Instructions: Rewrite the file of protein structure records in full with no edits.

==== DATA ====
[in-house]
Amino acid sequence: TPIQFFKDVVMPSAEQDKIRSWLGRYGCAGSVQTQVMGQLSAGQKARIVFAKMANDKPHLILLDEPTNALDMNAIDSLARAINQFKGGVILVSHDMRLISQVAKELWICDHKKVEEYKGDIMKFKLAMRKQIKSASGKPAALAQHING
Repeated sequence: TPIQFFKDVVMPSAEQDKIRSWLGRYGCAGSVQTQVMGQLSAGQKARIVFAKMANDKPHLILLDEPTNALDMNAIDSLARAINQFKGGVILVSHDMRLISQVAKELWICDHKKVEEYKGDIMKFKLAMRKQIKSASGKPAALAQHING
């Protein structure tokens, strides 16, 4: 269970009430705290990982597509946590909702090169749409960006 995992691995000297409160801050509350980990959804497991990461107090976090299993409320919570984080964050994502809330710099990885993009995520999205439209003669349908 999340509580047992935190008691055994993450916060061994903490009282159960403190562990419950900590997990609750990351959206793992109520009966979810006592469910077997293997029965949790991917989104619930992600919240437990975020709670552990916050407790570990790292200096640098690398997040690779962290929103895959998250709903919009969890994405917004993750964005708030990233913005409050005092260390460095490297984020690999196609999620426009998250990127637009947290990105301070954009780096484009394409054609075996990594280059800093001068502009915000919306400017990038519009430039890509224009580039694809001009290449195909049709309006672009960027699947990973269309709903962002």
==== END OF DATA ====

[in-house]
Amino acid sequence: TPIQFFKDVVMPSAEQDKIRSWLGRYGCAGSVQTQVMGQLSAGQKARIVFAKMANDKPHLILLDEPTNALDMNAIDSLARAINQFKGGVILVSHDMRLISQVAKELWICDHKKVEEYKGDIMKFKLAMRKQIKSASGKPAALAQHING
Repeated sequence: TPIQFFKDVVMPSAEQDKIRSWLGRYGCAGSVQTQVMGQLSAGQKARIVFAKMANDKPHLILLDEPTNALDMNAIDSLARAINQFKGGVILVSHDMRLISQVAKELWICDHKKVEEYKGDIMKFKLAMRKQIKSASGKPAALAQHING
């Protein structure tokens, strides 16, 4: 269970009430705290990982597509946590909702090169749409960006 995992691995000297409160801050509350980990959804497991990461107090976090299993409320919570984080964050994502809330710099990885993009995520999205439209003669349908 999340509580047992935190008691055994993450916060061994903490009282159960403190562990419950900590997990609750990351959206793992109520009966979810006592469910077997293997029965949790991917989104619930992600919240437990975020709670552990916050407790570990790292200096640098690398997040690779962290929103895959998250709903919009969890994405917004993750964005708030990233913005409050005092260390460095490297984020690999196609999620426009998250990127637009947290990105301070954009780096484009394409054609075996990594280059800093001068502009915000919306400017990038519009430039890509224009580039694809001009290449195909049709309006672009960027699947990973269309709903962002």